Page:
Fun facts about the 2014 World Series
Blue is not often an appetizing color in food and drink, but that didn’t stop KC establishments from dying just about anything they could serve. The list included:
- Blue margaritas
- Blue curaçao or vodka in all kinds of cocktails
- Blue toppings on pies, cookies and cupcakes
- Blue (and white) chocolates
- Blue cannolis (Jasper’s)
- Remember Laurence Leavy? He was the guy in the orange Marlins shirt behind home plate. The 58-year-old Miami lawyer refused to take eye-popping bribes from Royals officials, who thought he was ruining the camera shot from center field. He paid a small fortune for that seat, so he stayed put.
- In 1980, George Brett’s hemorrhoids were the awkward medical issue of note during the World Series against the Phillies. In 2014, it was James Shields’ kidney stone. On Oct. 12, an off day, Shields passed the stone. Nine days later he started Game 1 of the World Series in seemingly perfect health.
- Among the many notable, if not memorable, firsts in the Series was the Game 3 at-bat by Royals bullpen star Kelvin Herrera. It was the first time he had swung a bat in competition since a local game in his native Dominican Republic eight years earlier, when he was 16. And it showed. He struck out on three Sergio Romo pitches. But he did foul one off.
- Kansas City starter Jason Vargas had his own forgettable in Game 4. With the bases loaded and two out, Vargas took a Jean Machi pitch for a ball and started walking to first, thinking he had earned the Royals a run. Halfway to first base, arithmetic stopped him cold. The count was only 3-2, and the next pitch was a called strike three. It only got worse from there, with the Giants eventually winning 11-4.
- In Game 6, third base coach Mike Jirschele had to wonder about his communications skills. In the first inning, he waved Lorenzo Cain home, but Cain decided he liked third base better and stopped. The next inning, Jirschele tried to stop Omar Infante, but the veteran cruised behind his coach on his way to a safe slide at the plate. No matter; the Royals won 10-0.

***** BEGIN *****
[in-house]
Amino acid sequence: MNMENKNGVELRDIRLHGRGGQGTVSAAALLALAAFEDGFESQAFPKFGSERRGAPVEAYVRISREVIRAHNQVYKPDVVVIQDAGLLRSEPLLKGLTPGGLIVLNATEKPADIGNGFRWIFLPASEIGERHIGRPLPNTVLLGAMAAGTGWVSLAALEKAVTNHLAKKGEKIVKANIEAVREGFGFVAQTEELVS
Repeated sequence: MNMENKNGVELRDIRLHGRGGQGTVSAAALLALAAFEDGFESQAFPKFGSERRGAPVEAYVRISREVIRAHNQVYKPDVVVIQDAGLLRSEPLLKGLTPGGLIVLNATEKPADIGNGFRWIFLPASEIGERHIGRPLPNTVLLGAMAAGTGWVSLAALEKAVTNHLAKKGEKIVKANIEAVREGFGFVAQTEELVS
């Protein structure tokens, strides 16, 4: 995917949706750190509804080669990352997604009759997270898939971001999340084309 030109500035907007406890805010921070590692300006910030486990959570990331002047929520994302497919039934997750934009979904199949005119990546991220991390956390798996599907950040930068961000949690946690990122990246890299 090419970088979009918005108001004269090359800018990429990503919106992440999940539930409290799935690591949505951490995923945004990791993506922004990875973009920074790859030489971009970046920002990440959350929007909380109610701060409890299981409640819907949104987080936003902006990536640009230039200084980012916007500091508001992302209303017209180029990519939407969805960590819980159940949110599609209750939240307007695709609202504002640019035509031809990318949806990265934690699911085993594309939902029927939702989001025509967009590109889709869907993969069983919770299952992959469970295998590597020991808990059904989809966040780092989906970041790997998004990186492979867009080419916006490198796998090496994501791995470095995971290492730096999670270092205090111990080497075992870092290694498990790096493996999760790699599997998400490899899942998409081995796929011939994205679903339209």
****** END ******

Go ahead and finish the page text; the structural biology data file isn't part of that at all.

Twitter was virtually clogged with tweets when the Royals started their post-season run.
Some of the best exchanges involved the Kansas City Police Department. The night of the Wild Card win over Oakland, the cops issued this plea:
- We really need everyone to not commit crimes and drive safely right now. We'd like to hear the @Royals clinch this.
When the League Championship Series started, KC’s Finest got into it with their Baltimore counterparts. That Twitter exchange, featuring jabs about barbecue, crab cakes and fan bases, was widely reported. But one intervening tweet won the Foul Ball Award for the postseason.
- The illiterate twit (name withheld for undeserved protection) wrote: @kcpolice @BaltimorePolice thanx for wasting my tax $$$ making frivelous bets while on the clock probly on computers bought by us ctzn's
The KC police tweeter showed remarkable restraint by dispassionately noting that she was a PR person tweeting on her own time using her own computer and phone at home.
Translation: shut up and watch the game.
Manager Ned Yost
All kinds of stuff was written about the Royals and manager Ned Yost as they rolled toward the World Series. Most of it was positive; some was garbage. Here are two of the most egregious atrocities, one from each coast.
In its preview of the Royals-Angels series, the Orange County Register’s Pedro Moura noted KC’s attributes but then added this:
“But they are also in some ways the laughingstock of the sport because of their manager, Ned Yost.”
Three games later, who was laughing?
In a feature comparing Yost and his Baltimore counterpart Buck Showalter, the Wall Street Journal chose this headline: The Dunce and the Chessmaster. After the Royals’ ACLS sweep, who was best suited to wear the “dunce” hat?